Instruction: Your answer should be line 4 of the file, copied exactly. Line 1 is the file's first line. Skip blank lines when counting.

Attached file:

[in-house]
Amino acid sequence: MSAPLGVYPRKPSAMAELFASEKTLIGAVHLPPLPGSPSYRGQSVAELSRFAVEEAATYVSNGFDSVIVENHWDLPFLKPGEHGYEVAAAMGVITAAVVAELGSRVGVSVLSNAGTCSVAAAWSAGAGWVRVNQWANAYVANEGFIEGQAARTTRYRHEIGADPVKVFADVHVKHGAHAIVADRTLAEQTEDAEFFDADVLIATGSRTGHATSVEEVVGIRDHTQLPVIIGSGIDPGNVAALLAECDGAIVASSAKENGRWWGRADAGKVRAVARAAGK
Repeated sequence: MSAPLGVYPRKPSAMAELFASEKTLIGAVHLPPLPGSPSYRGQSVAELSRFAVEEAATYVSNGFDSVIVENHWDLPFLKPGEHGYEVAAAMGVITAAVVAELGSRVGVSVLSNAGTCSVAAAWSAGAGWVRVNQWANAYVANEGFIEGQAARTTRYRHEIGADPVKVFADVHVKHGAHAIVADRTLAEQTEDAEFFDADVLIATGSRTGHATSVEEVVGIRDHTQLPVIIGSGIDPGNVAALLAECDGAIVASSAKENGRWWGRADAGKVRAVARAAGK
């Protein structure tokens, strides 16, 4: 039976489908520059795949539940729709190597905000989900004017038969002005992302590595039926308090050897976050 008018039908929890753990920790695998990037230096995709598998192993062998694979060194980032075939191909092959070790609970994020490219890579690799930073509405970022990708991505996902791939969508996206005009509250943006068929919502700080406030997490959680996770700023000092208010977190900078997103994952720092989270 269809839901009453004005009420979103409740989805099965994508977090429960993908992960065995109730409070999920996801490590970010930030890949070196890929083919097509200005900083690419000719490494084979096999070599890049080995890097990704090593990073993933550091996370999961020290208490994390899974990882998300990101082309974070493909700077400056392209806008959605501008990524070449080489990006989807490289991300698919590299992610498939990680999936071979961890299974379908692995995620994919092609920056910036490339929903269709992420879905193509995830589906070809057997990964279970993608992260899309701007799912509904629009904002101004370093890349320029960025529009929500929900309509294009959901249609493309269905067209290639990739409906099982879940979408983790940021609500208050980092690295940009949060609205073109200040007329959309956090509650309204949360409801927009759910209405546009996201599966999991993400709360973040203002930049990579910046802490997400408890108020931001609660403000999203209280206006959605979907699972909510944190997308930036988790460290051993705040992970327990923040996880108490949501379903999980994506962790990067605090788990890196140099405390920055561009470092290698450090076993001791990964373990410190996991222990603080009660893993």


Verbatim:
């Protein structure tokens, strides 16, 4: 039976489908520059795949539940729709190597905000989900004017038969002005992302590595039926308090050897976050 008018039908929890753990920790695998990037230096995709598998192993062998694979060194980032075939191909092959070790609970994020490219890579690799930073509405970022990708991505996902791939969508996206005009509250943006068929919502700080406030997490959680996770700023000092208010977190900078997103994952720092989270 269809839901009453004005009420979103409740989805099965994508977090429960993908992960065995109730409070999920996801490590970010930030890949070196890929083919097509200005900083690419000719490494084979096999070599890049080995890097990704090593990073993933550091996370999961020290208490994390899974990882998300990101082309974070493909700077400056392209806008959605501008990524070449080489990006989807490289991300698919590299992610498939990680999936071979961890299974379908692995995620994919092609920056910036490339929903269709992420879905193509995830589906070809057997990964279970993608992260899309701007799912509904629009904002101004370093890349320029960025529009929500929900309509294009959901249609493309269905067209290639990739409906099982879940979408983790940021609500208050980092690295940009949060609205073109200040007329959309956090509650309204949360409801927009759910209405546009996201599966999991993400709360973040203002930049990579910046802490997400408890108020931001609660403000999203209280206006959605979907699972909510944190997308930036988790460290051993705040992970327990923040996880108490949501379903999980994506962790990067605090788990890196140099405390920055561009470092290698450090076993001791990964373990410190996991222990603080009660893993």